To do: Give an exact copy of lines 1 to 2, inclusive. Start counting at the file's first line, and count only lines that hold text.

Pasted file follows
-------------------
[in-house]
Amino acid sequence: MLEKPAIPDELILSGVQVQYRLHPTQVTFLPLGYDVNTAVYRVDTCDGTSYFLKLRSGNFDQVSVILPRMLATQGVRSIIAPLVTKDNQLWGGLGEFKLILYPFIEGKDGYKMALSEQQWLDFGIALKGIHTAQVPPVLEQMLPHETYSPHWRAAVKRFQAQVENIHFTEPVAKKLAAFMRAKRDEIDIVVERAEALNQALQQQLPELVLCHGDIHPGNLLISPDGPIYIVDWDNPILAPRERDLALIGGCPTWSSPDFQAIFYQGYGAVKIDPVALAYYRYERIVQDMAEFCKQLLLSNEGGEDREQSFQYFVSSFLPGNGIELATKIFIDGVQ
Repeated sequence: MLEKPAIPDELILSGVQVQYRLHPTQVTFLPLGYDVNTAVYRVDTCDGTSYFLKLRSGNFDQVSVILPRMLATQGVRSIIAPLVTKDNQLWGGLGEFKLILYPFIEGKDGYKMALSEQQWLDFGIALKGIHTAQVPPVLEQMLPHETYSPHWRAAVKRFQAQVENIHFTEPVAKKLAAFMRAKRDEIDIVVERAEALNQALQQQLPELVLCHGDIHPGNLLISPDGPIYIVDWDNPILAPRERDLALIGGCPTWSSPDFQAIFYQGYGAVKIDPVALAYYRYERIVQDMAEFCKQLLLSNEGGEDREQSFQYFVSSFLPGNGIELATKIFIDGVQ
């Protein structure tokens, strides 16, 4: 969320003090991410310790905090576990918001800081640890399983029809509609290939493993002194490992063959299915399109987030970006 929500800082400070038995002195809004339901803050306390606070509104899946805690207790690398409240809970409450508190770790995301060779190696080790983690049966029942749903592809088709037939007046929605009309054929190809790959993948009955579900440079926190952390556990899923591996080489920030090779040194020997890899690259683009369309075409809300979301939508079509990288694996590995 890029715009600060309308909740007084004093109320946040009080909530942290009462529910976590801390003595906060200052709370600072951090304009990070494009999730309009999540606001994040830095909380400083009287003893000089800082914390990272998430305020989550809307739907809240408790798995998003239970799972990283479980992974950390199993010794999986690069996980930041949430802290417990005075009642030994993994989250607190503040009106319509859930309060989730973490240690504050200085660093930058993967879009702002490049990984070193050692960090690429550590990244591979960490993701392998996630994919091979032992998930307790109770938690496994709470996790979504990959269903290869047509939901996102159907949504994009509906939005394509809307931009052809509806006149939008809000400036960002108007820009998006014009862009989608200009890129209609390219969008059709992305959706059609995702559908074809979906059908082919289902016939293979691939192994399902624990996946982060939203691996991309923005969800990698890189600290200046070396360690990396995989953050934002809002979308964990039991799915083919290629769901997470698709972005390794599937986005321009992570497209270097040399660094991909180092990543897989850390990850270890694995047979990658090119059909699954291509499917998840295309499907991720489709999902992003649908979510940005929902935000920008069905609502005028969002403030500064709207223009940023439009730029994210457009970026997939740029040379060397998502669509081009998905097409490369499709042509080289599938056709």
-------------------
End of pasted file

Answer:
[in-house]
Amino acid sequence: MLEKPAIPDELILSGVQVQYRLHPTQVTFLPLGYDVNTAVYRVDTCDGTSYFLKLRSGNFDQVSVILPRMLATQGVRSIIAPLVTKDNQLWGGLGEFKLILYPFIEGKDGYKMALSEQQWLDFGIALKGIHTAQVPPVLEQMLPHETYSPHWRAAVKRFQAQVENIHFTEPVAKKLAAFMRAKRDEIDIVVERAEALNQALQQQLPELVLCHGDIHPGNLLISPDGPIYIVDWDNPILAPRERDLALIGGCPTWSSPDFQAIFYQGYGAVKIDPVALAYYRYERIVQDMAEFCKQLLLSNEGGEDREQSFQYFVSSFLPGNGIELATKIFIDGVQ